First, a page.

Various disasters both, natural and human-induced, can cause disruptions to an organization’s operations. As such, it is important to develop a disaster recovery plan that facilitates the resumption of operations whenever interruptions occur due to calamities (Caroll, n.d.). For example, among the disasters that can affect a company, floods and large-scale power outages are some of the disasters that can affect a business organization. Consequently, a disaster recovery plan must contain steps to respond to such problems and should be adapted to accommodate the needs of the different responses.
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For instance, in the case of flooding, the main issue of concern involves workers accessing the office and protecting valuable company property from water damage. Therefore, a disaster recovery response plan ought to address the issue of accessibility and water damage. The problem of accessibility may be solved by requesting workers to operate remotely. In this regard, employees can work from home while the problem of flooding is being resolved. In addition, water damage is prevented using backups and secure storage. The valuable items must be stored in a secure, waterproof location and a backup of the data should also be available in a different location. Both strategies are useful in helping a company to resume operations after experiencing an interruption.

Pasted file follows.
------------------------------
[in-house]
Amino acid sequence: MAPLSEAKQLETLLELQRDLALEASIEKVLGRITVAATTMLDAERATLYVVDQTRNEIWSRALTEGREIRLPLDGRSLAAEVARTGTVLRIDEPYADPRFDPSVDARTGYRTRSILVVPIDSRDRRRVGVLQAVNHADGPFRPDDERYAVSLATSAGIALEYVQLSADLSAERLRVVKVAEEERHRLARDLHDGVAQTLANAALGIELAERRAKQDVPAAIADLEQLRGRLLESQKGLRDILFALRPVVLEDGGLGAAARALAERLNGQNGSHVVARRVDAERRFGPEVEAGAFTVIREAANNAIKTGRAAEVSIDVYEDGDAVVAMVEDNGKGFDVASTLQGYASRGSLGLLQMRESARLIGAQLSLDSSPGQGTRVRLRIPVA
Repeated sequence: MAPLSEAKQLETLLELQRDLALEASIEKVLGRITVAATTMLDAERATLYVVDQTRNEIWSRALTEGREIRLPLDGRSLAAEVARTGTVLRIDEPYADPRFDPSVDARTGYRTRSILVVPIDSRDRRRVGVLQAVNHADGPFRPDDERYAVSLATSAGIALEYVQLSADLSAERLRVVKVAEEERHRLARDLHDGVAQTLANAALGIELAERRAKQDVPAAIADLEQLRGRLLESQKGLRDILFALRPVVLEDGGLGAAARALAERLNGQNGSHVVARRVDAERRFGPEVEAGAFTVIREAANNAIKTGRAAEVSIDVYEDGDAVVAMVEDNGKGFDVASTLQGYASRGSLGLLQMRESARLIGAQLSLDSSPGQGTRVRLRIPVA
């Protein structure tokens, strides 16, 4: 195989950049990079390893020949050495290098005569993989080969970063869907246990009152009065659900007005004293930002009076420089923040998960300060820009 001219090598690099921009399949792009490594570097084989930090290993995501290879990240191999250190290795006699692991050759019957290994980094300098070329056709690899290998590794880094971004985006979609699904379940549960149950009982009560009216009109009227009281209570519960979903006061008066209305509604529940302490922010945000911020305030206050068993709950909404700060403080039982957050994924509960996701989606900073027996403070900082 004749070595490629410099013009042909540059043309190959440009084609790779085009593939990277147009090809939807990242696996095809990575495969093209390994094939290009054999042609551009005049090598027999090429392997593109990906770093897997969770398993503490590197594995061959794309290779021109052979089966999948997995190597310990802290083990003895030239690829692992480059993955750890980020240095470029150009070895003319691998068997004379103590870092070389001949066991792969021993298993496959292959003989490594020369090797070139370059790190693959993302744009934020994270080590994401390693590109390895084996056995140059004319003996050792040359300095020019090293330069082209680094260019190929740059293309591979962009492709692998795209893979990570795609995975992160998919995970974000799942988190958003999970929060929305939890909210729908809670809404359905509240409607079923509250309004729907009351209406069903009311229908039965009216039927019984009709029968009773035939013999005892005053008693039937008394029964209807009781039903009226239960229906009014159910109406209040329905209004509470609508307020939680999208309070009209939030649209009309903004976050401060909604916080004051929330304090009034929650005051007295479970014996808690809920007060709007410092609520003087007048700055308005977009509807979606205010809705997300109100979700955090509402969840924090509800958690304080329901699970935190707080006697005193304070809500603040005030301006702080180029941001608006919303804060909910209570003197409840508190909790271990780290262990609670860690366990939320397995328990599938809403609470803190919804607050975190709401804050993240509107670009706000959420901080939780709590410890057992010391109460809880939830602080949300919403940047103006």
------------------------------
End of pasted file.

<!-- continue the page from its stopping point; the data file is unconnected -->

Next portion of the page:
In contrast, a large-scale power outage may require a different disaster recovery plan because it presents different problems. Unlike floods, which cause inaccessibility and water damage, power outages halt the company operations by preventing access to electronic devices. Lack of power results in major disruptions to such activities and an organization should respond as fast as possible to resume operations. The use of secondary data centers would be helpful whereby people can be relocated to the new site in the short term. Thus, warm or cold sites can be used for disaster recovery in case of power outages.
Disaster recovery plans are an important aspect of business continuity. Different calamities cause different damages, which result in the need for varying responses. Flooding causes inaccessibility to the company and large-scale power outages result in a lack of access to electronic devices. Both disasters require different strategies to mitigate the damage they cause to the organization. Flooding can be mitigated by remote working while power outages may involve the use of warm or cold sites. Each strategy accommodates the needs of an organization depending on the cause of the disruption.
Caroll, A. (n.d). How effective is your data center’s disaster recovery plan? Lifeline Data Centers. Web.